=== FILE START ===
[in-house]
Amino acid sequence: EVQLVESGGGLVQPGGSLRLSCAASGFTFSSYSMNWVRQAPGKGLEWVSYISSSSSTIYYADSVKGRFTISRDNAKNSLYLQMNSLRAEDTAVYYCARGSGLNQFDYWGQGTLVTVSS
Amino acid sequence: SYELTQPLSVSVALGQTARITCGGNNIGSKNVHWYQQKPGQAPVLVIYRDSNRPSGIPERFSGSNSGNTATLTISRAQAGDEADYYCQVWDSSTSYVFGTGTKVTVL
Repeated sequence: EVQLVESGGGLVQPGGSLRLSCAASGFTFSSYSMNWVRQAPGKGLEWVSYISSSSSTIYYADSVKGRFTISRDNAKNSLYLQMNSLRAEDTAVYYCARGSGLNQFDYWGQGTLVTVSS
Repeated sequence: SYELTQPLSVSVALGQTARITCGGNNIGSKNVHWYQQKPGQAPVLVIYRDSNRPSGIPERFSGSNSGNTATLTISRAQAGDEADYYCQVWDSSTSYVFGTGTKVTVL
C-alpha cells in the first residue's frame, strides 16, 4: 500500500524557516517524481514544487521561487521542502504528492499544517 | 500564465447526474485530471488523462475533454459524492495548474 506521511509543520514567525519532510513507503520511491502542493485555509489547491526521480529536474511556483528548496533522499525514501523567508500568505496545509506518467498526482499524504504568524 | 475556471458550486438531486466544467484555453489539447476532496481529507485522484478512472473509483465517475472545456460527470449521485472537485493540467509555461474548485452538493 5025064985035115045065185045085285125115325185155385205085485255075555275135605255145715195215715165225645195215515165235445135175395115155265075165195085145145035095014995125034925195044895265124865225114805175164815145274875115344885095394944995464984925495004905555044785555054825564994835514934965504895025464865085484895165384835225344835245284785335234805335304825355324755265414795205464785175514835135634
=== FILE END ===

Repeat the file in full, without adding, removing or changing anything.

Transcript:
[in-house]
Amino acid sequence: EVQLVESGGGLVQPGGSLRLSCAASGFTFSSYSMNWVRQAPGKGLEWVSYISSSSSTIYYADSVKGRFTISRDNAKNSLYLQMNSLRAEDTAVYYCARGSGLNQFDYWGQGTLVTVSS
Amino acid sequence: SYELTQPLSVSVALGQTARITCGGNNIGSKNVHWYQQKPGQAPVLVIYRDSNRPSGIPERFSGSNSGNTATLTISRAQAGDEADYYCQVWDSSTSYVFGTGTKVTVL
Repeated sequence: EVQLVESGGGLVQPGGSLRLSCAASGFTFSSYSMNWVRQAPGKGLEWVSYISSSSSTIYYADSVKGRFTISRDNAKNSLYLQMNSLRAEDTAVYYCARGSGLNQFDYWGQGTLVTVSS
Repeated sequence: SYELTQPLSVSVALGQTARITCGGNNIGSKNVHWYQQKPGQAPVLVIYRDSNRPSGIPERFSGSNSGNTATLTISRAQAGDEADYYCQVWDSSTSYVFGTGTKVTVL
C-alpha cells in the first residue's frame, strides 16, 4: 500500500524557516517524481514544487521561487521542502504528492499544517 | 500564465447526474485530471488523462475533454459524492495548474 506521511509543520514567525519532510513507503520511491502542493485555509489547491526521480529536474511556483528548496533522499525514501523567508500568505496545509506518467498526482499524504504568524 | 475556471458550486438531486466544467484555453489539447476532496481529507485522484478512472473509483465517475472545456460527470449521485472537485493540467509555461474548485452538493 5025064985035115045065185045085285125115325185155385205085485255075555275135605255145715195215715165225645195215515165235445135175395115155265075165195085145145035095014995125034925195044895265124865225114805175164815145274875115344885095394944995464984925495004905555044785555054825564994835514934965504895025464865085484895165384835225344835245284785335234805335304825355324755265414795205464785175514835135634